Some of us are really awful at apologizing. Instead of making a whoopsie better, we end up backing ourselves into the hole we already dug. Sometimes, it’s an accident. We might really be attempting at a sincere apology, but we don’t understand what an apology really looks like.
Below are a handful of ways you can give a heartfelt apology that will hopefully get you out of trouble without making you look (any more) like a jerk.
- Always start with “I’m sorry.” Trying to apologize without actually using the words “I’m sorry” is not very effective, and it usually feels insincere.
- Admit that you realize you’ve made an error. Don’t do that backhanded apology thing where you say things like “I’m sorry you feel like I should have asked before I spent our savings on that Mini Cooper.” You’re not really saying sorry, you’re apologizing for someone else’s feelings while also sort of insinuating they’re crazy.
Try it again: “I’m sorry I neglected to think about you before I spent our savings on that Mini Cooper.” Ah, much better.
- Try not to use the word “but.” It’s okay to explain your thought process, but don’t justify it by using the word “but.” Explaining your actions is good for communicating where you’re at; justifying them makes the apology seem false.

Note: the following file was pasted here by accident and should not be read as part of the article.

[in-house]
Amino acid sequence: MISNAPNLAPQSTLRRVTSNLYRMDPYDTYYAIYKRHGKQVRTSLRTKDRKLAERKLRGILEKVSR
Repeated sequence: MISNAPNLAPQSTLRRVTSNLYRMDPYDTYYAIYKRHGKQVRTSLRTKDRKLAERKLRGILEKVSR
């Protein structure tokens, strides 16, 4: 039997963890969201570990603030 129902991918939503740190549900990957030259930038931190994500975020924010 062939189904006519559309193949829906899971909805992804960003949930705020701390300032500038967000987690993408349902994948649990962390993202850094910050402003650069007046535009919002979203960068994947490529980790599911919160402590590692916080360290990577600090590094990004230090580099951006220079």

Example: “I’m sorry I didn’t call you, but I got really wrapped up in American Horror story and then fell asleep.” Even if it’s true, the word “but” makes it seem insincere. A good apology should contain no excuses.
“I’m sorry I didn’t call you. I got really wrapped up in American Horror Story and fell asleep” just seems more genuine. You recognize you forgot to do something (even a dumb, seemingly menial something that apparently meant a great deal to someone else), you address it, you apologize. You don’t justify.
- Don’t self loathe. There is nothing worse than a self-loathing apology! Not only are you f*cking up, but you’re then trying to spin the situation by asking for pity. “I’m sorry I forgot our anniversary, okay? I’m sorry I am just SUCH a f*ck up, and basically the worst partner ever, okay? I’m sorry.” No, you’re not sorry. You’re explaining away your self-involvement with more self-involvement.
- Always end by reiterating the fact that you are sorry. Come full circle. Apologize for your actions. Explain your thought process if you think it will help the person you wronged understand where you’re at. Don’t justify or whine about how awful you are (they probably already know it. That’s why you’re apologizing). And then, just to make sure your sincerity is fully expressed, apologize again.
This post was originally published on iEatGrass.com.